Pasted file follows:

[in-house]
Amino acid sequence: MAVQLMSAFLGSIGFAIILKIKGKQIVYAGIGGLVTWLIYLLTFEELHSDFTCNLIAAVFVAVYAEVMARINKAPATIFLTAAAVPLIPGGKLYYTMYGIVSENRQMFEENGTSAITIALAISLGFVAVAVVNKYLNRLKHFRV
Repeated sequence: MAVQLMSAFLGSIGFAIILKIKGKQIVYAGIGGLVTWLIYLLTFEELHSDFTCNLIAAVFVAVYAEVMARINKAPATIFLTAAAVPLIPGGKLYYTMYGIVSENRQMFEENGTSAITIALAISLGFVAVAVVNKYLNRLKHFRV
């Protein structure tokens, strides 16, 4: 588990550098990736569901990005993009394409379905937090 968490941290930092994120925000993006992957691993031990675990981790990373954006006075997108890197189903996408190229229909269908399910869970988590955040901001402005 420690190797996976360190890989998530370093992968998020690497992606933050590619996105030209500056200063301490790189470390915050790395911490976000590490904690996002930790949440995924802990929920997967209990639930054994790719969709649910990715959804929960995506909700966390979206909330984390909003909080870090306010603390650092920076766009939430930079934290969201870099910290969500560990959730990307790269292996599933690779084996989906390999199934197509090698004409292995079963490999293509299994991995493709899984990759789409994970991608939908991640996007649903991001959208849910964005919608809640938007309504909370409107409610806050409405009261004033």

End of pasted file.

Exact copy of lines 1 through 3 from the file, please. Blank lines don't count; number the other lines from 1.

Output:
[in-house]
Amino acid sequence: MAVQLMSAFLGSIGFAIILKIKGKQIVYAGIGGLVTWLIYLLTFEELHSDFTCNLIAAVFVAVYAEVMARINKAPATIFLTAAAVPLIPGGKLYYTMYGIVSENRQMFEENGTSAITIALAISLGFVAVAVVNKYLNRLKHFRV
Repeated sequence: MAVQLMSAFLGSIGFAIILKIKGKQIVYAGIGGLVTWLIYLLTFEELHSDFTCNLIAAVFVAVYAEVMARINKAPATIFLTAAAVPLIPGGKLYYTMYGIVSENRQMFEENGTSAITIALAISLGFVAVAVVNKYLNRLKHFRV